Movie Reviews 456 – The Curse of the Werewolf (1961)

While it is no secret that I’m a huge fan of the horror films produced by Hammer studios from their golden age of Gothic classics, when it comes to naming my favorite films produced by them the selection becomes murkier. While one can easily name any of their Frankenstein or Dracula films starring Peter Cushing or Christoher Lee (or even better, both of them together) as great films, I find myself repeatedly going back to other movies that have neither of their marquee stars. I’ve discussed my fondness for The Reptile, but that was mostly from a sentimental perspective as is the case for other favourites like Quatermass and the Pit or The Mutations.

I realized that one reason so many of those are appealing to me is because they all present stories that are unique and original. The Curse of the Werewolf is something in between in that it is a rethread of a common mythological creature and yet the narrative is far from your typical furry werewolf tale, so you get the best of both worlds.

From the very beginning of the film we get a very different ‘origin’ story from the typical bite of a wolf, the definitive genesis of all other werewolf stories I’ve ever seen or read. The film proffers a rather convoluted but intriguing introduction, set in 18th century Spain, that has a dimwitted beggar interrupt a marquis’ wedding ceremony. The outraged marquis has the beggar thrown into the castle dungeon, to be tended to by the dungeon master and his mute daughter. There the beggar is soon forgotten and over the years degenerates into a ragged, raving lunatic, to be cared for by the daughter, now a voluptuous young woman, until she herself is cast into the cell and raped by him. She manages to escape and gain refuge in the home of an academic and his servant where she gives birth to a boy, Leon, only to die moments later to the sounds of a distant howling wolf.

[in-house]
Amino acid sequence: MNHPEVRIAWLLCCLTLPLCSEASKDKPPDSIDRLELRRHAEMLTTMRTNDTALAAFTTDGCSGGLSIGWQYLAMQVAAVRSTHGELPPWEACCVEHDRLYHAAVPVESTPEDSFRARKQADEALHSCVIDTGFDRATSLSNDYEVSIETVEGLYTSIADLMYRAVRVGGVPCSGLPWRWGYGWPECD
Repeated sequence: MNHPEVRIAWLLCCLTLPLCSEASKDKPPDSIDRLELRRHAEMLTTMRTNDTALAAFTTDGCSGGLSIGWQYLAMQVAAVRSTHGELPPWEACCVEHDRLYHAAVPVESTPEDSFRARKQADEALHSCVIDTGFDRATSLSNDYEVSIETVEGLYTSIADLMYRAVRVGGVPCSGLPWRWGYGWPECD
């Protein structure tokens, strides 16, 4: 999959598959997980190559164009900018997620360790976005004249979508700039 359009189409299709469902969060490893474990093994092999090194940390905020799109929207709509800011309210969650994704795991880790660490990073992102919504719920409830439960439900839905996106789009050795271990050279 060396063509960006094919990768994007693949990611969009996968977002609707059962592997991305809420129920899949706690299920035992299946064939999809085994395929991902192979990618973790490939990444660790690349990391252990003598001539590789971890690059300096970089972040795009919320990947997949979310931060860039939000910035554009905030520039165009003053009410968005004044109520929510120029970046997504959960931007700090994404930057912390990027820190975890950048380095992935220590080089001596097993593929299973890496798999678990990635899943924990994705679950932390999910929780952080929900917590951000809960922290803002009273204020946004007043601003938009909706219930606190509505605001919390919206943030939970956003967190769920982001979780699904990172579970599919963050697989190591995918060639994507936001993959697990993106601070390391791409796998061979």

As a young lad Leon experiences nightmarish episodes especially after odd incidents such as when he tasted the blood of an animal after a hunt. Now a young man, Leon (Oliver Reed) endeavours to seek his fortune and find a job. He soon lands a position in a small winery and immediately falls for the owner’s daughter Cristina (Catherine Feller) despite the fact that she is engaged to an aristocrat. Around this time some of the shepherds in the area have had their flock attacked at night, but the attacks are attributed to a shepherd’s dog. Leon’s seizures which had ceased by then return with a vengeance, and now with deadly consequences. Even while not being able to recall his actions, Leon knows all too well that he is responsible. He basically begs that he be locked up, which the authorities only agree to after finding evidence of his involvement in the most recent attack. Leon discovers that there is one thing that will soothe his inner beast and the answer lies with Cristina. But that remedy is now out of his reach as he awaits the next full moon in his cell.

The non traditional lycanthropy story presented rejects a number of other conventions and horror tropes which make this film particularly satisfying viewing. Werewolf staples that we are familiar with such as the deadly silver bullet are preserved but presented in a novel manner, likewise the ‘forbidden love’ aspect that has a surprise twist here. Reed makes the most of his starring role, his very first, and would go on to have a stellar career including many other classic horror films, These are the Damned, The Shuttered Room, and Burnt Offerings to name a few.

Aside from a few crude special effects, the wolf transformation to the fully altered creature is not only realistic but the end result look is exceptional. Viewers are treated with Hammer’s usual resplendent Gothic imagery as well other scenes set in squalid accommodations. The finale takes a page from The Hunchback of Notre-Dame accentuated by a thrilling, teetering rooftop chase with a howling, torch wielding vengeful mob below.

While the film is available in several editions I would heartily recommend getting the Hammer Horror 8-Film Collection that contains seven other equally entertaining Hammer films. Included are Brides of Dracula, The Phantom of the Opera, The Kiss of the Vampire, Paranoiac, Nightmare, Night Creatures and The Evil of Dr. Frankenstein. The one drawback to the set is that it is totally bereft of any special features that I would have loved to view, but the price of this edition really can’t be beat, being available in the $20 range. Make it a weeklong Hammer film binge. I did.

 

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